Quantcast

Tim DeChristopher's Release from Prison Inspires Earth Day Theatrical Release of Bidder 70

Climate

Gathr Films

In celebration of Earth Day, environmental documentary Bidder 70 will be shown in theaters across the country on April 22. Documenting activist Tim DeChristopher's trial and conviction for disrupting a federal oil and gas lease auction in Utah, the film will screen one day after his release from federal prison.

As previously reported, the 31-year-old received a two-year prison sentence in 2011 for bidding on, and winning, millions of dollars worth of land parcels under false pretenses at a Bureau of Land Management auction in 2008.

DeChristopher's case also drew attention from environmentalists, including many who saw him as acting in the name of conservation and climate action. He was "acting on behalf of every landscape left on the planet," argued author Bill McKibben.

The film, which is being distributed by Gathr Films, will be released in a crowd-funded "theatrical-on-demand" format. Individuals must order a ticket in advance, but they will only be charged if the demand warrants a screening in their location.

Following the Earth Day screening, filmgoers will be able to watch a live-streamed question and answer session with DeChristopher and filmmakers Beth and George Gage, according to Gathr.

Gathr founder and CEO Scott Glosserman said in a press release, "Having Tim at the Salt Lake screening to talk about his experience, the day after his release from the federal prison system, is amazing, and being able to stream that discussion to audiences all over the country is truly special."

For more information about the film, click here. Tickets are available for purchase at Gathr Film.

Visit EcoWatch’s ENERGY and CLIMATE CHANGE pages for more related news on this topic.

——–

 

EcoWatch Daily Newsletter

A roller coaster on the Jersey Shore flooded after Hurricane Sandy. Photo credit: Hurricane_Sandy_New_Jersey_Pier.jpg: Master Sgt. Mark C. Olsen / U.S. Air Force / New Jersey National Guard / CC BY 2.0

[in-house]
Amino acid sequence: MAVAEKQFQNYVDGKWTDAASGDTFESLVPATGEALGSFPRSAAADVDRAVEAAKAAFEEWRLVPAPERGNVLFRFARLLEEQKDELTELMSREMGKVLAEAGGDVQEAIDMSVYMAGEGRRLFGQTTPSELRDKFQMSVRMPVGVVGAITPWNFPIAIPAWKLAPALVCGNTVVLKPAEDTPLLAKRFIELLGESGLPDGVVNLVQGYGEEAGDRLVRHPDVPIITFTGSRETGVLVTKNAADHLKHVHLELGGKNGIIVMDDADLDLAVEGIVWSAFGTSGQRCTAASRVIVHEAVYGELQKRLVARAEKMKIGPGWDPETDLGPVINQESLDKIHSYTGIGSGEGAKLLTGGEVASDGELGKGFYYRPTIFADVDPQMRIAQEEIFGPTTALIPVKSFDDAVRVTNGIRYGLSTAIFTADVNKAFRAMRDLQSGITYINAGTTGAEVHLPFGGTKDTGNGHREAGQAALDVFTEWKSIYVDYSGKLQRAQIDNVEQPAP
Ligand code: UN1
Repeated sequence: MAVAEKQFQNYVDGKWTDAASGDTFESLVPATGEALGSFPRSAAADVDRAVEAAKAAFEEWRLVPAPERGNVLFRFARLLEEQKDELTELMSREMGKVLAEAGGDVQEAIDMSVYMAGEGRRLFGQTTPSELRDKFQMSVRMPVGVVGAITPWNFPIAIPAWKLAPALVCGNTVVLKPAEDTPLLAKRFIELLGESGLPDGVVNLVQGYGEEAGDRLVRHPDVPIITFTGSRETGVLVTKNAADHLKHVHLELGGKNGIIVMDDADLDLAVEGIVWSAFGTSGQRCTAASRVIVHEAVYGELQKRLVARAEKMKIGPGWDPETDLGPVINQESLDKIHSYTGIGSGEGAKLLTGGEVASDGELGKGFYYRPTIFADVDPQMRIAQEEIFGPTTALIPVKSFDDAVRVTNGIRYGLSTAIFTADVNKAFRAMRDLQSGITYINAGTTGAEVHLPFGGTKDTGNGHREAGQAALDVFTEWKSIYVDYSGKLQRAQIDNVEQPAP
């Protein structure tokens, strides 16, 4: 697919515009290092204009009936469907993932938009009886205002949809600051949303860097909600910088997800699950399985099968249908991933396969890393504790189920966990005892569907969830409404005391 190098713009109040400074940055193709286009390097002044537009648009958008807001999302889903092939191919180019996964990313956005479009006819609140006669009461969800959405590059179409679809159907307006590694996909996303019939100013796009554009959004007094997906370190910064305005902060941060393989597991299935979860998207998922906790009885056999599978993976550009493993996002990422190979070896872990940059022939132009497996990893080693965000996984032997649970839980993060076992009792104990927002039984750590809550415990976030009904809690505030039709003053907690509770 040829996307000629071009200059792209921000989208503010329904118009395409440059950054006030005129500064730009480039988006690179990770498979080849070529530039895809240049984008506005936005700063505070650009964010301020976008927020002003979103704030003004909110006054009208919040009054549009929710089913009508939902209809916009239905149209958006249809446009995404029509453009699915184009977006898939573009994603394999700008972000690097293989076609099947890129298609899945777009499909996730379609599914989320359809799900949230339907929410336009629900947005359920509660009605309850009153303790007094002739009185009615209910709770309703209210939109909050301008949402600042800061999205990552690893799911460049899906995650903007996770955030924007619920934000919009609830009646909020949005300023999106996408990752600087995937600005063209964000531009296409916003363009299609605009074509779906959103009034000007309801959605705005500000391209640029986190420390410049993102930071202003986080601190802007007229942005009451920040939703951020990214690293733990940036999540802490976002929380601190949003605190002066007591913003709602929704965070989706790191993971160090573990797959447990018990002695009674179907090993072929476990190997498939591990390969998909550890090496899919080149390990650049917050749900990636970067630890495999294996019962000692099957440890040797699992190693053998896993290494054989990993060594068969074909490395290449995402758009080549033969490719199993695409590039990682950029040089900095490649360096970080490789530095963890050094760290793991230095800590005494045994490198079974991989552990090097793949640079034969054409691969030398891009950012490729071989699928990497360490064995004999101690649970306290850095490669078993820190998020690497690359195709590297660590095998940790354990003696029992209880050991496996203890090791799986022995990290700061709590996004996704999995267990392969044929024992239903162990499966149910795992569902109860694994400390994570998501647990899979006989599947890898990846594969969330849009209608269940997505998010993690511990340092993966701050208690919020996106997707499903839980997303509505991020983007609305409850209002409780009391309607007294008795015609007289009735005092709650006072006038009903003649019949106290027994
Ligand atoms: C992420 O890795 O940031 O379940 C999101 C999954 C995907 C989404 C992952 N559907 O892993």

New Jersey will be the first state in the U.S. to require builders to take the climate crisis into consideration before seeking permission for a project.

Read More
The Director of the Chinese Center for Disease Control and Prevention, Gao Fu speaks on Jan. 26 during a press briefing on studying the 2019-nCoV coronavirus and developing a vaccine to prevent it. Roman Balandin / TASS / Getty Images

Editor's note: The coronavirus that started in Wuhan has sickened more than 4,000 people and killed at least 100 in China as of Jan. 27, 2020. Thailand and Hong Kong each have reported eight confirmed cases, and five people in the U.S. have been diagnosed with the illness. People are hoping for a vaccine to slow the spread of the disease.

Read More
Sponsored
Healthline ranks Samoas, seen above, as the 11th healthiest Girl Scout Cookie. brian / Flickr / CC BY-ND 2.0

By Nancy Schimelpfening

  • Nutrition experts say healthy eating is about making good choices most of the time.
  • Treats like cookies can be eaten in moderation.
  • Information like total calories, saturated fat, and added sugars can be used to compare which foods are relatively healthier.
  • However, it's also important to savor and enjoy what you're eating so you don't feel deprived.

Yes, we know. Cookies aren't considered a "healthy" food by any stretch of the imagination.

Read More
Actress Jane Fonda is arrested during the "Fire Drill Friday" Climate Change Protest on Oct. 25, 2019 in Washington, DC. John Lamparski / Getty Images

When you see an actor in handcuffs, they're usually filming a movie. But when Jane Fonda, Ted Danson, Sally Field, and other celebrities were arrested in Washington, D.C., last fall, the only cameras rolling were from the news media.

Read More
A solitary Dungeness crab sits in the foreground, at low tide on an overcast day. The crabs' shells are dissolving because of ocean acidification on the West Coast. Claudia_Kuenkel / iStock / Getty Images

As the Pacific Ocean becomes more acidic, Dungeness crabs, which live in coastal areas, are seeing their shells eaten away, according to a new study commissioned by the National Oceanic and Atmospheric Administration (NOAA).

Read More